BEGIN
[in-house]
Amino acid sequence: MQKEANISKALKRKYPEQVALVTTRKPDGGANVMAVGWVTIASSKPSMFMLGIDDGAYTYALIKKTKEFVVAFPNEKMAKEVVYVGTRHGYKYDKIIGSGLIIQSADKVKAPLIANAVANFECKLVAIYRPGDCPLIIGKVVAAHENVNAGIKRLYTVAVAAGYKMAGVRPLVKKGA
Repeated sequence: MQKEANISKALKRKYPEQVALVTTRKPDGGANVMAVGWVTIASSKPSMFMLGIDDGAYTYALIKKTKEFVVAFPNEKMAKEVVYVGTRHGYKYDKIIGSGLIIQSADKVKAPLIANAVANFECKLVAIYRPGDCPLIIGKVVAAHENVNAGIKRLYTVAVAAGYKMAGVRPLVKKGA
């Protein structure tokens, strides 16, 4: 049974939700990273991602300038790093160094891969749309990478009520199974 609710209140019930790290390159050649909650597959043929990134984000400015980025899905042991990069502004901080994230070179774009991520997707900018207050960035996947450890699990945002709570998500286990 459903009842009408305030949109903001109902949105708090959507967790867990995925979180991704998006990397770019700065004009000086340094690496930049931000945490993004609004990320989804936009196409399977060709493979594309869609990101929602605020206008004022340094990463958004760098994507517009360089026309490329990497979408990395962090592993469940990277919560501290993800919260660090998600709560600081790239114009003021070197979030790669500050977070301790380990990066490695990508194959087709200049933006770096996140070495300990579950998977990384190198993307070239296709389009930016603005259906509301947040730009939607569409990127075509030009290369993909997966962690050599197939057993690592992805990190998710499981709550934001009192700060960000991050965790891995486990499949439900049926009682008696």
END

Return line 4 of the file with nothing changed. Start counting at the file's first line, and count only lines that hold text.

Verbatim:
């Protein structure tokens, strides 16, 4: 049974939700990273991602300038790093160094891969749309990478009520199974 609710209140019930790290390159050649909650597959043929990134984000400015980025899905042991990069502004901080994230070179774009991520997707900018207050960035996947450890699990945002709570998500286990 459903009842009408305030949109903001109902949105708090959507967790867990995925979180991704998006990397770019700065004009000086340094690496930049931000945490993004609004990320989804936009196409399977060709493979594309869609990101929602605020206008004022340094990463958004760098994507517009360089026309490329990497979408990395962090592993469940990277919560501290993800919260660090998600709560600081790239114009003021070197979030790669500050977070301790380990990066490695990508194959087709200049933006770096996140070495300990579950998977990384190198993307070239296709389009930016603005259906509301947040730009939607569409990127075509030009290369993909997966962690050599197939057993690592992805990190998710499981709550934001009192700060960000991050965790891995486990499949439900049926009682008696």